Joyce Carol Oates, a prolific writer who teaches at Princeton University, is drawing criticism for a new short story whose plot bears an uncanny resemblance to a tragedy that played out on a neighboring campus, the College of New Jersey, earlier this year. According to The Times, a newspaper in Trenton, N.J., Ms. Oates said the short story, “Landfill,” was influenced by the strange case of John A. Fiocco Jr., a College of New Jersey freshman who disappeared in March and turned up dead a month later in a Pennsylvania landfill.
But Ms. Oates said the story drew on other sources as well and was not intended to be a fictionalized version of Mr. Fiocco’s mysterious death. People at the College of New Jersey aren’t buying that. A professor denounced Ms. Oates for a “lack of compassion and humanity” in choosing to write about a recent tragedy that “can only add to the overwhelming pain the [Fiocco] family has already suffered.” The family has indicated that it plans to sue the college (The Chronicle, June 6).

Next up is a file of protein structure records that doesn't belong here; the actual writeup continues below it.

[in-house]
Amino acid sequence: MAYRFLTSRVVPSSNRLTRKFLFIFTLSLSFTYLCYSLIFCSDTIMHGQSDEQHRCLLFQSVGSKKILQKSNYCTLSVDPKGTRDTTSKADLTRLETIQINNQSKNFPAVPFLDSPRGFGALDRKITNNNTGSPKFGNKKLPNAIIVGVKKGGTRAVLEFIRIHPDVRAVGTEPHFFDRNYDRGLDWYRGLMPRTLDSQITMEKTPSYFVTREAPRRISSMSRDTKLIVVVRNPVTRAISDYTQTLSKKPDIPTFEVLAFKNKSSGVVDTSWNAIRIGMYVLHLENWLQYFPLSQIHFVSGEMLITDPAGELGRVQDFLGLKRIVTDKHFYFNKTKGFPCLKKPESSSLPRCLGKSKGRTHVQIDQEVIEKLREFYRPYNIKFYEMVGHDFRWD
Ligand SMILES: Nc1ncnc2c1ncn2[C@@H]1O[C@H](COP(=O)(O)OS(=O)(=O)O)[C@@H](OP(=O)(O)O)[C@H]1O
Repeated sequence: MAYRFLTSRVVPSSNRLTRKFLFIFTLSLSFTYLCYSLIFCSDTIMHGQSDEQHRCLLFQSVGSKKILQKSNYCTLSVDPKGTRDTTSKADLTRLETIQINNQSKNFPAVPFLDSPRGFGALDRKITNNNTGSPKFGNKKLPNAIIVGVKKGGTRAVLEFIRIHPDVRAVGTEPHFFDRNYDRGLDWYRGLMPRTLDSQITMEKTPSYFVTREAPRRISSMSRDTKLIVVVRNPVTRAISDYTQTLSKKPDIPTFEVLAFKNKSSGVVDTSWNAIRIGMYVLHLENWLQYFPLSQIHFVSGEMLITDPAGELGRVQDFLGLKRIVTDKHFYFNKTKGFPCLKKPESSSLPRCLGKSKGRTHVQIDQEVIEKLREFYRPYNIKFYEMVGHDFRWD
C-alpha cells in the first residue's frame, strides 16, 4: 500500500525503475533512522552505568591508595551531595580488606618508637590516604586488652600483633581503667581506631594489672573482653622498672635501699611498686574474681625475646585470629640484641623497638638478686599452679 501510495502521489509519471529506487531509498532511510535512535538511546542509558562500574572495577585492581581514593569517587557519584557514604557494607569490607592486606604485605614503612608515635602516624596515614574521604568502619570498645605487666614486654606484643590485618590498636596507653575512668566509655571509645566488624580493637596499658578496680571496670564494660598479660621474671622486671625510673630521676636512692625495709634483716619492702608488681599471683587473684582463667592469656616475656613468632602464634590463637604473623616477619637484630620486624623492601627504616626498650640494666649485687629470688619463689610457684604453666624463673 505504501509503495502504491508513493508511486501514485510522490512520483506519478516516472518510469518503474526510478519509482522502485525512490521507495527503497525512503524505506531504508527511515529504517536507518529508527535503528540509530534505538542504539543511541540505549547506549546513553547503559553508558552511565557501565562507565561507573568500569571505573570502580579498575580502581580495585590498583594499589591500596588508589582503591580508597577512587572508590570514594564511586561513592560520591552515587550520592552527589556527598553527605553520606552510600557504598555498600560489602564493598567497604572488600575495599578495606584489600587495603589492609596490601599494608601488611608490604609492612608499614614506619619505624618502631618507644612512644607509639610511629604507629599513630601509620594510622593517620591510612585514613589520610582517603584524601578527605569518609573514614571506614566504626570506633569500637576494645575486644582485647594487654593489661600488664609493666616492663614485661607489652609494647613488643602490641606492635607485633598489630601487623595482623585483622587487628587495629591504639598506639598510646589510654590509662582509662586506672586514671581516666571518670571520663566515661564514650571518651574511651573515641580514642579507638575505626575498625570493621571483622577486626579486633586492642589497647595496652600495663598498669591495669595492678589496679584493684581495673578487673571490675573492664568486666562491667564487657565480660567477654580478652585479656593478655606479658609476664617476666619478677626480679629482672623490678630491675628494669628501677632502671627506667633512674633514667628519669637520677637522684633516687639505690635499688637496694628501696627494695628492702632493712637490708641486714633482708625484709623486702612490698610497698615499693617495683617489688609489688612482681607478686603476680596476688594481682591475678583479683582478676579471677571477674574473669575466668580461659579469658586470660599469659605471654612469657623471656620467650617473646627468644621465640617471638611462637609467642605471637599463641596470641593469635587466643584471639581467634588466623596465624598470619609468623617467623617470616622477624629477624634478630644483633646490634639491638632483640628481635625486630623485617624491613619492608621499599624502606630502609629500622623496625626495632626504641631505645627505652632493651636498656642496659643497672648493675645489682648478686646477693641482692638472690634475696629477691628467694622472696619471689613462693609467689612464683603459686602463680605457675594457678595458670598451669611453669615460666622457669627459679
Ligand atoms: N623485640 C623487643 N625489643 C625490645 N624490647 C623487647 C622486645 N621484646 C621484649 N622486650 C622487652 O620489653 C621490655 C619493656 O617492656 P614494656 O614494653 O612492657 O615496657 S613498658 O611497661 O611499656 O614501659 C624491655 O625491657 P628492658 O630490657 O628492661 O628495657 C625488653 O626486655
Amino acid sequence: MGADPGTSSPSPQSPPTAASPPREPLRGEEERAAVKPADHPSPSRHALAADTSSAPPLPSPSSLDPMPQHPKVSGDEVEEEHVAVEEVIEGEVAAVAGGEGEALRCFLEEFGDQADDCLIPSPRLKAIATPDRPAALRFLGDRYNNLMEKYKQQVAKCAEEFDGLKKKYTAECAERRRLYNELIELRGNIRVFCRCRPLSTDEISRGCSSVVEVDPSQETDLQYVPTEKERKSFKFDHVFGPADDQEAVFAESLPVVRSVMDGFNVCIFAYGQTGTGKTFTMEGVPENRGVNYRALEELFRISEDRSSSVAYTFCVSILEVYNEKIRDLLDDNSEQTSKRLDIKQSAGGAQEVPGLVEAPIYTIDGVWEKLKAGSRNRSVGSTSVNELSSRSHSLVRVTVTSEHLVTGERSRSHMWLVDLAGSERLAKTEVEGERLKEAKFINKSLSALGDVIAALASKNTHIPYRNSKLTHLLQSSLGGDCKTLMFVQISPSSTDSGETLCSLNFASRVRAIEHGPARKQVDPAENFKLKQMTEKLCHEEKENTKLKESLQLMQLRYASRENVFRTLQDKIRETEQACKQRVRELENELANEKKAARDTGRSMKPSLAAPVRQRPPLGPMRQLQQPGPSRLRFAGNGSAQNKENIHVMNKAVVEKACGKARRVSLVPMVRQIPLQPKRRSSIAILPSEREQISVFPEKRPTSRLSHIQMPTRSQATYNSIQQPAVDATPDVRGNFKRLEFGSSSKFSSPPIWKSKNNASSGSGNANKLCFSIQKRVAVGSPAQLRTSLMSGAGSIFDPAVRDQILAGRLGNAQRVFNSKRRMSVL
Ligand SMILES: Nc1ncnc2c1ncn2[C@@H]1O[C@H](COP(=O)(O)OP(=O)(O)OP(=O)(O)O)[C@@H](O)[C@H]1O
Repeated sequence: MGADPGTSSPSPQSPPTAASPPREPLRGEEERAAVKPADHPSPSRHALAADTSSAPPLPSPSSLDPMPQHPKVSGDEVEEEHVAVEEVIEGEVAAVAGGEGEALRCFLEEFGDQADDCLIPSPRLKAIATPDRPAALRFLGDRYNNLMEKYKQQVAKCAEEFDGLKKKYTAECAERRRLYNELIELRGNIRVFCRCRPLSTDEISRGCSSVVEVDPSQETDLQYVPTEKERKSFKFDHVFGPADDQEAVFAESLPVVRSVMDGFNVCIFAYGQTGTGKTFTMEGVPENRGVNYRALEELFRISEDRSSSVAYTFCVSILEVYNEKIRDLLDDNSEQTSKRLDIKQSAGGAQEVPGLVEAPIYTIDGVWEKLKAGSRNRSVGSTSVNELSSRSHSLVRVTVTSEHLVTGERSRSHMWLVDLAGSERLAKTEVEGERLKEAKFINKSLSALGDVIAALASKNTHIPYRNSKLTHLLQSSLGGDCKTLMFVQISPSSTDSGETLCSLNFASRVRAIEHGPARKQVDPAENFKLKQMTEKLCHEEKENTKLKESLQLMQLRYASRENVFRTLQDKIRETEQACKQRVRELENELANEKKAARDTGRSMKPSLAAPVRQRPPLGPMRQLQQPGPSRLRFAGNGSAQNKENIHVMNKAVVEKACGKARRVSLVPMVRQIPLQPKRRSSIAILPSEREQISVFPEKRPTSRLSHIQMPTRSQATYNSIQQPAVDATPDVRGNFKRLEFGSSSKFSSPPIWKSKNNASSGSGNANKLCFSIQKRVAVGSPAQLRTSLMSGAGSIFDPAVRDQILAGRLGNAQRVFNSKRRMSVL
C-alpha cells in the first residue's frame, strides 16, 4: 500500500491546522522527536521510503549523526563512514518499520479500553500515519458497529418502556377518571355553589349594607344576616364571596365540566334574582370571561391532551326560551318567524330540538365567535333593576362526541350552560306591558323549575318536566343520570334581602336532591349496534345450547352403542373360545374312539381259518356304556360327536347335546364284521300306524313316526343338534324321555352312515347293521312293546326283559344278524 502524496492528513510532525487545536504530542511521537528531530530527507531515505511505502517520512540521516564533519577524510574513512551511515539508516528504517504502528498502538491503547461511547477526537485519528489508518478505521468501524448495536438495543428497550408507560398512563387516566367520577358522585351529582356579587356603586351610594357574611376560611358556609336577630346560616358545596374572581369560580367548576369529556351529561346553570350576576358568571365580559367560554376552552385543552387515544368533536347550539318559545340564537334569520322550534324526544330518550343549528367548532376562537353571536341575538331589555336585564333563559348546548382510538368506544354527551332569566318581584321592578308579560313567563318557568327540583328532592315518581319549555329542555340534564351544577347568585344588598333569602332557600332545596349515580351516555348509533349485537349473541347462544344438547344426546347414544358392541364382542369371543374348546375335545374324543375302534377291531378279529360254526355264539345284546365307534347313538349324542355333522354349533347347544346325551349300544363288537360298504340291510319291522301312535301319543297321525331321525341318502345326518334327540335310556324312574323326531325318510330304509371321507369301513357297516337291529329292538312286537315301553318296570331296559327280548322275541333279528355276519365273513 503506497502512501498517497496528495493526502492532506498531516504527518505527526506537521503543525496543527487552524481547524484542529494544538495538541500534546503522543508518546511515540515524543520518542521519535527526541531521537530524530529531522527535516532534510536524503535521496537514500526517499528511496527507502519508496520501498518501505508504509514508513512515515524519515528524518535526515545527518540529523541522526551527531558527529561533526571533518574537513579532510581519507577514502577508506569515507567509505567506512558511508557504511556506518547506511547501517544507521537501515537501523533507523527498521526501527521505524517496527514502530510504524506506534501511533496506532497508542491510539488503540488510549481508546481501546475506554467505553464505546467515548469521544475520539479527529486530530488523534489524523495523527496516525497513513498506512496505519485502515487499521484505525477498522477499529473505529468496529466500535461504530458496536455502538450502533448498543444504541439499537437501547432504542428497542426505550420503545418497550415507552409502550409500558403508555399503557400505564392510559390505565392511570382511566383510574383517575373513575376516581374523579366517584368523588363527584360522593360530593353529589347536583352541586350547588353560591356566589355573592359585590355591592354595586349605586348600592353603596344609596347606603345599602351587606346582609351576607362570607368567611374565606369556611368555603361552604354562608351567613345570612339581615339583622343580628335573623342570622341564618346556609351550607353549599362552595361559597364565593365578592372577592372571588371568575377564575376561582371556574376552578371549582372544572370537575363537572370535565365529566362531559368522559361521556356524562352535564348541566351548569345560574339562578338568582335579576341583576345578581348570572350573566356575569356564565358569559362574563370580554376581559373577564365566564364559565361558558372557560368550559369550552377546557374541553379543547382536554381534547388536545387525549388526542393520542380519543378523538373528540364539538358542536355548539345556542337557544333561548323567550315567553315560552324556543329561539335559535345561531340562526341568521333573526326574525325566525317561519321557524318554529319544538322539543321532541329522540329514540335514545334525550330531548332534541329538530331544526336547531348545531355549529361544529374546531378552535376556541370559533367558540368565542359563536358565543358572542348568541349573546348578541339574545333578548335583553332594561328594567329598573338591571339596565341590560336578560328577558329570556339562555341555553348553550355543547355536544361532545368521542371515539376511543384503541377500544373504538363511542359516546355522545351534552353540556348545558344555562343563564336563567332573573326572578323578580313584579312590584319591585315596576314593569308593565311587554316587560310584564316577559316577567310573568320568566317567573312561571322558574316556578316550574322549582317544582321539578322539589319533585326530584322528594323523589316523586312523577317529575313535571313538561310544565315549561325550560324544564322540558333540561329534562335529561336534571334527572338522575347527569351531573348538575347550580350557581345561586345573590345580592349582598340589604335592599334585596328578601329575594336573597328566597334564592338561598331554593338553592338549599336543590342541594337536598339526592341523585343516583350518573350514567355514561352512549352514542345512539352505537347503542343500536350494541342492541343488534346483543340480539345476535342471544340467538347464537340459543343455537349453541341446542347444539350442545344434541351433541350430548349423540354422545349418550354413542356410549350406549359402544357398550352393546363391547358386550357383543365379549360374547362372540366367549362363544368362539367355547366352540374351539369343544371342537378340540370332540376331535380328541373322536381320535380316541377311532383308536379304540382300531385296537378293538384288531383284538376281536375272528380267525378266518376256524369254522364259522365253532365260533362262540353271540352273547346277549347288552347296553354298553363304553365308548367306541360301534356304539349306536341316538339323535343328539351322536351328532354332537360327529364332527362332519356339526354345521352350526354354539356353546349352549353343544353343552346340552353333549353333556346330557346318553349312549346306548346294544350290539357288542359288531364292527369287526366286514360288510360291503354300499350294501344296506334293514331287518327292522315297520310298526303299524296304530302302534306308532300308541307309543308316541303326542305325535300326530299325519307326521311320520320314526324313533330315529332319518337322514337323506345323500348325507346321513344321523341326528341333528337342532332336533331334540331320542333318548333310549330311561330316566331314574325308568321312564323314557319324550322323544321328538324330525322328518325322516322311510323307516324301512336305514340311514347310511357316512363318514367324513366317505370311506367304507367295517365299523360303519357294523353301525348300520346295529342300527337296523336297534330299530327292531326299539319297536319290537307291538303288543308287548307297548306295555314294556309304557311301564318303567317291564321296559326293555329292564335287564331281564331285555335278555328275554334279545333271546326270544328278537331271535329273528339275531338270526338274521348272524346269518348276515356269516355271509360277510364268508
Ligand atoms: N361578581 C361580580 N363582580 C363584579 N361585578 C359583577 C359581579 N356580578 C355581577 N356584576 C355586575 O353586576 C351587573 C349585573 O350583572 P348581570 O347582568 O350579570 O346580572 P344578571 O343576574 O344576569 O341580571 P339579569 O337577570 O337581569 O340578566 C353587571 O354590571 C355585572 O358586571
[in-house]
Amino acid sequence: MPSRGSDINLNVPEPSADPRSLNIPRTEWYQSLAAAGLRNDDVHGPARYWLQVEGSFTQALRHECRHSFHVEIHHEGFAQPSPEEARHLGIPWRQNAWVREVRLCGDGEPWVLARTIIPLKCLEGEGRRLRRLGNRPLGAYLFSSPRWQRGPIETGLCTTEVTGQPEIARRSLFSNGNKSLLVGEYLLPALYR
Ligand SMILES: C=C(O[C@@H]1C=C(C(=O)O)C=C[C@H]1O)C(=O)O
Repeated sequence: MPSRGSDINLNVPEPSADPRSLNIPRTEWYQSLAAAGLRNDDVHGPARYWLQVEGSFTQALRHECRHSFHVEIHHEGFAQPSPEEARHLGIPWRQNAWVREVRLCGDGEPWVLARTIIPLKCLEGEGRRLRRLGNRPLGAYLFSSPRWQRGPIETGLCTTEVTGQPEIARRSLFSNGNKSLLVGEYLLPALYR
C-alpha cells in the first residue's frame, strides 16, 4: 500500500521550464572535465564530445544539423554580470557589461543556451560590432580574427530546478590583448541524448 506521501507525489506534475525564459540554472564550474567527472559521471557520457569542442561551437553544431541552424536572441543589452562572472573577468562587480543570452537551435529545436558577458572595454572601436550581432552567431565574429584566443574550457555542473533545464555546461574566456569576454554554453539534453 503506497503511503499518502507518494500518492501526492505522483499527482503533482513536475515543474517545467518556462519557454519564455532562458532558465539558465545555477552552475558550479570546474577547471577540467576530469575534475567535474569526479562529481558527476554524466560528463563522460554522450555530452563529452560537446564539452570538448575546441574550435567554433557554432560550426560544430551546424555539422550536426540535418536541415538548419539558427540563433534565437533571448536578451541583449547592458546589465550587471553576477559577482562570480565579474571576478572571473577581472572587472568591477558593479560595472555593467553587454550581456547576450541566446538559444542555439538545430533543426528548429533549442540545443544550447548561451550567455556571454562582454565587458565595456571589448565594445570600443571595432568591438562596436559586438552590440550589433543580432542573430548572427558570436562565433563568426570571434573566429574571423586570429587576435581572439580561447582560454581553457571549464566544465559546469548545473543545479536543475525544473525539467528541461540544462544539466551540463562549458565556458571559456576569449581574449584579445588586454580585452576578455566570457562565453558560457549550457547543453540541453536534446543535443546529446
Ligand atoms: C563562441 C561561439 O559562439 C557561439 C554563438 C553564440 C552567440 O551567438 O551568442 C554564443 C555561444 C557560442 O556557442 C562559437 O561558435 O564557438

For her part, Ms. Oates said she is astounded by the reaction, given that there are many differences between the protagonist of her story, which appears in this week’s New Yorker, and the real-life Mr. Fiocco. But there are also many similarities. Ms. Oates’s character disappeared after drinking, and so did Mr. Fiocco, his friends said. Both ended up in a trash bin on their campuses, and both were found later in a landfill.
Ms. Oates said the story was intended only as a reflection on what she described as the dark side of undergraduate life nowadays.